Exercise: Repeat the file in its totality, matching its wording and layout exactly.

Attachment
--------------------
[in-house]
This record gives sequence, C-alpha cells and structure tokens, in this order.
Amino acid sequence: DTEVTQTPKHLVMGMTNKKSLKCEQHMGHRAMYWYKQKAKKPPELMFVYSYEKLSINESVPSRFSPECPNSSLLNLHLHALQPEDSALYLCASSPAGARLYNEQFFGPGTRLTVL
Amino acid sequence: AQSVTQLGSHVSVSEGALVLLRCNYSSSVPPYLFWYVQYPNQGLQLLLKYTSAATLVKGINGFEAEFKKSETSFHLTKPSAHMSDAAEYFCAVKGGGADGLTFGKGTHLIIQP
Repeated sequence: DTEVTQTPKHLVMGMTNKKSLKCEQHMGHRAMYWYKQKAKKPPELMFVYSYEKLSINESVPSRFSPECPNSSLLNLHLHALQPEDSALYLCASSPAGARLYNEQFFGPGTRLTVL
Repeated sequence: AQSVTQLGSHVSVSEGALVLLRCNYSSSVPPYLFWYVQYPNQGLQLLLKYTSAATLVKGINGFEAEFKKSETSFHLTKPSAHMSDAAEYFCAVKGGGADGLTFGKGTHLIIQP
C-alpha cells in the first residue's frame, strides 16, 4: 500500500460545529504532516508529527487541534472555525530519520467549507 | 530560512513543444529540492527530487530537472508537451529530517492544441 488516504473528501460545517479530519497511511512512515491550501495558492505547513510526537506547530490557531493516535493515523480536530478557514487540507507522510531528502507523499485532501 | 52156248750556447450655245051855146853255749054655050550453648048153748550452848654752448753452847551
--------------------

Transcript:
[in-house]
This record gives sequence, C-alpha cells and structure tokens, in this order.
Amino acid sequence: DTEVTQTPKHLVMGMTNKKSLKCEQHMGHRAMYWYKQKAKKPPELMFVYSYEKLSINESVPSRFSPECPNSSLLNLHLHALQPEDSALYLCASSPAGARLYNEQFFGPGTRLTVL
Amino acid sequence: AQSVTQLGSHVSVSEGALVLLRCNYSSSVPPYLFWYVQYPNQGLQLLLKYTSAATLVKGINGFEAEFKKSETSFHLTKPSAHMSDAAEYFCAVKGGGADGLTFGKGTHLIIQP
Repeated sequence: DTEVTQTPKHLVMGMTNKKSLKCEQHMGHRAMYWYKQKAKKPPELMFVYSYEKLSINESVPSRFSPECPNSSLLNLHLHALQPEDSALYLCASSPAGARLYNEQFFGPGTRLTVL
Repeated sequence: AQSVTQLGSHVSVSEGALVLLRCNYSSSVPPYLFWYVQYPNQGLQLLLKYTSAATLVKGINGFEAEFKKSETSFHLTKPSAHMSDAAEYFCAVKGGGADGLTFGKGTHLIIQP
C-alpha cells in the first residue's frame, strides 16, 4: 500500500460545529504532516508529527487541534472555525530519520467549507 | 530560512513543444529540492527530487530537472508537451529530517492544441 488516504473528501460545517479530519497511511512512515491550501495558492505547513510526537506547530490557531493516535493515523480536530478557514487540507507522510531528502507523499485532501 | 52156248750556447450655245051855146853255749054655050550453648048153748550452848654752448753452847551